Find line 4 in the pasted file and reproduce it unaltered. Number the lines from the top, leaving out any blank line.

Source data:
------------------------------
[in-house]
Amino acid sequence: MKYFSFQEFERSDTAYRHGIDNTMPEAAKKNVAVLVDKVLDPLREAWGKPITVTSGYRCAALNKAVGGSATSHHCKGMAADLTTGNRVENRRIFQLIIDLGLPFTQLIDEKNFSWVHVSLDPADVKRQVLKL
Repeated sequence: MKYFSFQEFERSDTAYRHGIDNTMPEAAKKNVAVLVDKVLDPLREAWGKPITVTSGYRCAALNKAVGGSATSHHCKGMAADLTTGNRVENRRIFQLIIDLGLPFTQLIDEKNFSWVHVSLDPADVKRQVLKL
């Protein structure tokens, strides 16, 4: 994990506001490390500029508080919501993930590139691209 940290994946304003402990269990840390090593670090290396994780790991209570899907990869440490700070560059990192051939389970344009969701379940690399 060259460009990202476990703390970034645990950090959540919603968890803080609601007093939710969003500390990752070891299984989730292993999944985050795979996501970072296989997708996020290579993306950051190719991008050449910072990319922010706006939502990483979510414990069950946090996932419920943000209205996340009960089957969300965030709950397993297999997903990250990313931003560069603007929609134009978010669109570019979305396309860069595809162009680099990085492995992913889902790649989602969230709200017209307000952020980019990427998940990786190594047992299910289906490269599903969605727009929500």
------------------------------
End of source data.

């Protein structure tokens, strides 16, 4: 994990506001490390500029508080919501993930590139691209 940290994946304003402990269990840390090593670090290396994780790991209570899907990869440490700070560059990192051939389970344009969701379940690399 060259460009990202476990703390970034645990950090959540919603968890803080609601007093939710969003500390990752070891299984989730292993999944985050795979996501970072296989997708996020290579993306950051190719991008050449910072990319922010706006939502990483979510414990069950946090996932419920943000209205996340009960089957969300965030709950397993297999997903990250990313931003560069603007929609134009978010669109570019979305396309860069595809162009680099990085492995992913889902790649989602969230709200017209307000952020980019990427998940990786190594047992299910289906490269599903969605727009929500």